Jpeg Quality is the measure of how much Compression is used on the file.
The settings on your camera don't matter much in this case, because it's not that file being exported.
When you export, iPhoto puts your Photo into a new file and you can choose to set the compression level on this file. So, you have chosen to have the smallest level of compression. That's why your files are larger.
The difference is the level of compression, as to which is more appropriate: depends on your intended use.
I think I read from OT that high keeps file size the same size, medium keeps half the file size. (I know that is not compression).
If an expert like you wanted to export your photos for safe keeping (backup), would you use medium, high or maximum? So the intended use is safe keeping and backup.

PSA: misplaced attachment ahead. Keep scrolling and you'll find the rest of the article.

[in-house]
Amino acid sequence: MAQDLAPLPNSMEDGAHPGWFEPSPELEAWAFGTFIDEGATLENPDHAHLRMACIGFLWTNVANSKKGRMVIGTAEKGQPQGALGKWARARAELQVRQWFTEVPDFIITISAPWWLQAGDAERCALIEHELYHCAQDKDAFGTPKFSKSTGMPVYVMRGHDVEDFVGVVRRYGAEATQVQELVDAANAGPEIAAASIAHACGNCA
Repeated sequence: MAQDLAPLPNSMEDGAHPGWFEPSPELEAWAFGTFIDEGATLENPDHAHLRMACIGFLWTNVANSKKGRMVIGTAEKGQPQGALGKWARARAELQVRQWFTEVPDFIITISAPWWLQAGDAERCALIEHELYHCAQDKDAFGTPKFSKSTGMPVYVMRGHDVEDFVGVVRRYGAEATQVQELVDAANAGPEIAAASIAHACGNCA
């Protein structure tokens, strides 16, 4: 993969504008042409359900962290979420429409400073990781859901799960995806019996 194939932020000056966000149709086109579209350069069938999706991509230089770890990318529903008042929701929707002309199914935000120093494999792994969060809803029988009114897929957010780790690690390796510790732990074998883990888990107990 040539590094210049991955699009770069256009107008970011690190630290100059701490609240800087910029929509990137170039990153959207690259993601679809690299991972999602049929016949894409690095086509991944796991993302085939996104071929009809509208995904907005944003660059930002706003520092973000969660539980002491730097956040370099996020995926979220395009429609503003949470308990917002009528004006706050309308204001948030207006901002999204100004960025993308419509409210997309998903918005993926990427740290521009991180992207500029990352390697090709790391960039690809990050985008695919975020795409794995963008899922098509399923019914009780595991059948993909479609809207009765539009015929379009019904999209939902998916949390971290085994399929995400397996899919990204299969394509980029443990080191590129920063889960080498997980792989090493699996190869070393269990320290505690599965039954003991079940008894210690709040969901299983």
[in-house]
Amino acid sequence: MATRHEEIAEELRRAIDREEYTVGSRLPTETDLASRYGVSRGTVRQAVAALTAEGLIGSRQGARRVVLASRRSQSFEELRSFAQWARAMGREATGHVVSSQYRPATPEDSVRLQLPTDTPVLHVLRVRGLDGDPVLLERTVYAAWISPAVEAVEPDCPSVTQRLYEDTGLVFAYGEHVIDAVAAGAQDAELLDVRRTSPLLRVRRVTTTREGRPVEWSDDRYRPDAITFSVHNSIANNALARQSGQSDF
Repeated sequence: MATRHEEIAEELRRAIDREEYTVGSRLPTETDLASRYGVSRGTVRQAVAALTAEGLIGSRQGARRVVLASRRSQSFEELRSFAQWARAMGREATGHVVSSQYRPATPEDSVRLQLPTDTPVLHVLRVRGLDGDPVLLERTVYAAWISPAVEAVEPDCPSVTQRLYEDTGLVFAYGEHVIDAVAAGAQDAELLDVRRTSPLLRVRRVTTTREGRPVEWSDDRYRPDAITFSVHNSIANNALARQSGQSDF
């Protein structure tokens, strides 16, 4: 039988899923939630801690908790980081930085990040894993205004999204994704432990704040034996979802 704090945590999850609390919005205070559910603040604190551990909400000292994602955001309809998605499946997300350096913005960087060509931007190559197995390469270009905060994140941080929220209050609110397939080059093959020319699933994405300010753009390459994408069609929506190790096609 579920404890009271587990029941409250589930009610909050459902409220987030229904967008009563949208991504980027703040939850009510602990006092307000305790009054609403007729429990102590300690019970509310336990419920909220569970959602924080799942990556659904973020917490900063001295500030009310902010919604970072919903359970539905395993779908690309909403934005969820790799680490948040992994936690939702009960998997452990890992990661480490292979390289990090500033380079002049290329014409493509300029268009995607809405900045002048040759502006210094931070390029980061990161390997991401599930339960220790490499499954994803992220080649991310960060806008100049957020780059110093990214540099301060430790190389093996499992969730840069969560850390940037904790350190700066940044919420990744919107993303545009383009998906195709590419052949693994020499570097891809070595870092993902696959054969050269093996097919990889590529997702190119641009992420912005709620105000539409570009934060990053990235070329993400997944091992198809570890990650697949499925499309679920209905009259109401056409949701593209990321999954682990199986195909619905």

What would you experts do?
Thee is very little correlation between the file size on the file created by your camera and the one created by iPhoto on export. Just forget about that. It's of almost zero relevance.
So, the fact that x or y setting produces a file about the same size as the one created by your camera means... nothing. It's a different file, created with different settings, and - if you have edited the shot, added metadata or whatever - it has different contents.
So, the question is... what am I going to do with this file? Upload it to a website keep the file small. Archive for posterity? I would use the largest file size - leaves you most to work with.
Personally I do not backup photos - I backup my iPhoto library - with Time Machine hourly and daily with Carbon Copy Cloner plus an occasional off site backup - that gives me full flexibility on what to do and quality since I have everything
If I were going to bakcup just part of the information, the photos, I would use the maximum quality